It’s Minnesota, so in the winters build an igloo or snow cave, or go sledding, snow tubing, or snowshoeing. Stay outside!
Fun Outdoor quotes to think about:
“Not everything that counts can be counted. And not everything that can be counted counts.” – A sign over Albert Einstein’s office at Princeton University.
“It takes a universe to make a child, both in outer form and inner spirit. It takes a universe to educate a child, a universe to fulfill a child.” – Thomas Berry
There’s a little, empty bird nest under my deck. It’s not always this way…in the spring it’s bustling with little baby robins, constantly peeping for food. Mom robin bird is obviously (and understandably) crabby, constantly squawking and dipping and diving to the nest. But now…it’s quiet. Empty. Made me think about my own nest, and an article I wrote some years ago when my son was actually a kid for PRIME Magazine. He had just gotten his training wheels off his bike. Now he’s a Junior in High School, and the only wheels he’s interested in are the one’s on his car.
Now my empty nest vision is much closer than it was when I wrote this first article. And you know what? It’s OK. I always remember what my Dad used to say…”Mother Nature has it figured out. Pay Attention.” Now, not saying that Mother Nature has all the correct answers with HUMAN parenting…but I think she’s got it figured it out in most.
My job is to get my little robin bird ready to leave the nest. Both physically and financially (if possible, on the money one). He’s learning, slowly but surely, how to cook on his own, do his own laundry, do chores, hold down jobs in the summer and during the holiday season while he plays a sport, and more. OK, I’ve been an epic failure on the lesson of cleaning his own room and making his own bed. I’ve hounded him for all the years of his life on this one…doesn’t seem to be helping. Just a pre-warning to his freshman year college room mate. Some battle’s you win…some you don’t.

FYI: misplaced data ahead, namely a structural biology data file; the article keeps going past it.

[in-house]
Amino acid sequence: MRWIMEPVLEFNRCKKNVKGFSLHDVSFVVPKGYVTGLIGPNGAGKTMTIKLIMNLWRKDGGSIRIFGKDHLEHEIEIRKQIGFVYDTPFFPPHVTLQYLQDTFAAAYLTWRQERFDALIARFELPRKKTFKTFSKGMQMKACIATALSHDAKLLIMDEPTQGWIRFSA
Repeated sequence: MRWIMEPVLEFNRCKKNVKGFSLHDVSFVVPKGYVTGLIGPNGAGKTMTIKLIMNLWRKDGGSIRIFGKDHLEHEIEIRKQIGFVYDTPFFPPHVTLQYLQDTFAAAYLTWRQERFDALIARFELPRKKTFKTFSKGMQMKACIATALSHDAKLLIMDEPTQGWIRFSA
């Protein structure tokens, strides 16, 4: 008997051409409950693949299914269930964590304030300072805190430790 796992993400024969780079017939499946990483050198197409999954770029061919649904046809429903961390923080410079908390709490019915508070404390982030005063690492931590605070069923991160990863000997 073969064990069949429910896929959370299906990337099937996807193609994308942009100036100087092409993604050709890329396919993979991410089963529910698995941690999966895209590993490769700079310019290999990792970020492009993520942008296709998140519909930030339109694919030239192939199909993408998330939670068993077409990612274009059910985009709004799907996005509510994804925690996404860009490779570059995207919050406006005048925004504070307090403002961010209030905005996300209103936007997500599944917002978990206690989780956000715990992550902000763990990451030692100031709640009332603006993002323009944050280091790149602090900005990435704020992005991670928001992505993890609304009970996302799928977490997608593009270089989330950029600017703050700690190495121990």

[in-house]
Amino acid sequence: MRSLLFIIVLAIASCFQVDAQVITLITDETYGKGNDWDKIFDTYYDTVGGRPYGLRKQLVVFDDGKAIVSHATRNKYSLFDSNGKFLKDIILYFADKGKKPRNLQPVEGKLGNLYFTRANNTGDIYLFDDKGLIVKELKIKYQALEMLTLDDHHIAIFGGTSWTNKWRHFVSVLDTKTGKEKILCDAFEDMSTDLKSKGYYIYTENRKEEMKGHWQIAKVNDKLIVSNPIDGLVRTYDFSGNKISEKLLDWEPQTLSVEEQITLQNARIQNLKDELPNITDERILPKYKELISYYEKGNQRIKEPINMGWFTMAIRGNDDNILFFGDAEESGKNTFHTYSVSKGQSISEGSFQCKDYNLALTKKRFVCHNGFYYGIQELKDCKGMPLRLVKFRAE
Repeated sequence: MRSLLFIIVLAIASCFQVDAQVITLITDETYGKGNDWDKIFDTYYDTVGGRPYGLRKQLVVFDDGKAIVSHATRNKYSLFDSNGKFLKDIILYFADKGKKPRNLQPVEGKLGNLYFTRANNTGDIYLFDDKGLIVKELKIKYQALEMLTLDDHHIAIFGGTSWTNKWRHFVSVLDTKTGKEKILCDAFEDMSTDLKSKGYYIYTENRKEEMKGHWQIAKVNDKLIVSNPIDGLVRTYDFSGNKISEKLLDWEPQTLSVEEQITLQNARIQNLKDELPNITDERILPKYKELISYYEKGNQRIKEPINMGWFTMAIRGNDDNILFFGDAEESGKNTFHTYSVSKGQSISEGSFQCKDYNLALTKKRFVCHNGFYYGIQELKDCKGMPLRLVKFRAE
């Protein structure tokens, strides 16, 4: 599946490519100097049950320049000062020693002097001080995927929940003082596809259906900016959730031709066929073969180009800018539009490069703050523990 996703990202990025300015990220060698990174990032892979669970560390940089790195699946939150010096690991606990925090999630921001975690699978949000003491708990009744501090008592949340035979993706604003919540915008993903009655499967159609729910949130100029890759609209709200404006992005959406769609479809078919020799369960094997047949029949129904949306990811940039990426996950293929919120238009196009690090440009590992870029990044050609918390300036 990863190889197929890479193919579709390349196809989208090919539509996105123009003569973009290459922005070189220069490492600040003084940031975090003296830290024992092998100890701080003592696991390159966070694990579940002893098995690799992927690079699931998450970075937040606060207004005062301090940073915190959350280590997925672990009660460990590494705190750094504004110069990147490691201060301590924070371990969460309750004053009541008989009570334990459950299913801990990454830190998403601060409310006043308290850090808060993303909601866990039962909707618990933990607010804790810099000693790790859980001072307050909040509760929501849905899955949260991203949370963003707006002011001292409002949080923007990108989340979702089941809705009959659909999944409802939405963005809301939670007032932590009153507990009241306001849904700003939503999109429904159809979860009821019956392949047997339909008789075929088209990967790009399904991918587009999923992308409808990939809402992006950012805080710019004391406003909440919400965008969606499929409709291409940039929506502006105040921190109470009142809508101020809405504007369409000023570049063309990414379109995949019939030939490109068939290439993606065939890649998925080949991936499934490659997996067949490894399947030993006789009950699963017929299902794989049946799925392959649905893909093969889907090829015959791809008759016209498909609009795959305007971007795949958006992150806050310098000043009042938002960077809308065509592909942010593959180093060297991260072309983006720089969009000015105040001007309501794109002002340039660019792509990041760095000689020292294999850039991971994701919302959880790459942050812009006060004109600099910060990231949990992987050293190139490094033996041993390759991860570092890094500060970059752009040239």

I always make sure he knows he’s loved. He can always come to “visit” the nest, but I know the visits will get far and few between as his life moves forward. And again, it’s OK. That’s what’s supposed to happen. I don’t see the baby robin birds coming to hound mama robin bird at her nest…in fact, I think Mama bird is long gone, enjoying and traveling. On to a different scene, perhaps.
So….let’s see if I can practice what I preached a few years ago…How graceful will I be with my empty nest? Time will tell. But I can already see Hayden taking off in his car to go places…not often does he look back. Nor should he. I’ve taught him to look forward at all times, if possible. Even though it squeezes my heart every time.
Grace & the Empty Nest
Cover Story: Publication: PRIME Magazine (Mar/April)
Writer: Kelly Jo McDonnell
My son had training wheels on his bike for a long time. Longer than most, I would say. The reasons vary – perhaps I was too soft, and would keep my hand on the back of his bike too often. I’m a single Mother, and on occasion I carry the “Mother Hen” role a bit far. Or that he just seemed to be perfectly happy with them on, so I left them on, long after the neighborhood boys took theirs off. He would adamantly deny that he was ready to take them off, even when I raised them up so they weren’t really even touching the pavement. When I tried to take them off, he insisted that I hold on to the back of the bike. He didn’t think he could ride it without my hand holding it up.
But on Mother’s Day in 2008, that all changed. It’s a very specific memory, since something in my heart “dinged”. A ding that meant I’d be feeling this again, but in a different circumstance. We were heading out on a bike ride, myself, my son Hayden, and my long-time partner Cy. Cy announced to Hayden that he would be riding his bike without the training wheels; he proclaimed this as he was taking them off his little bike. I still remember Hayden looking at me with complete fear and uncertainty in his eyes. “You hold on to me, Mommy?” he pleaded. I figured perhaps it was time for me to release my grip. But I really didn’t want to. “You can do it,” I reassured, and climbed onto my bike next to him.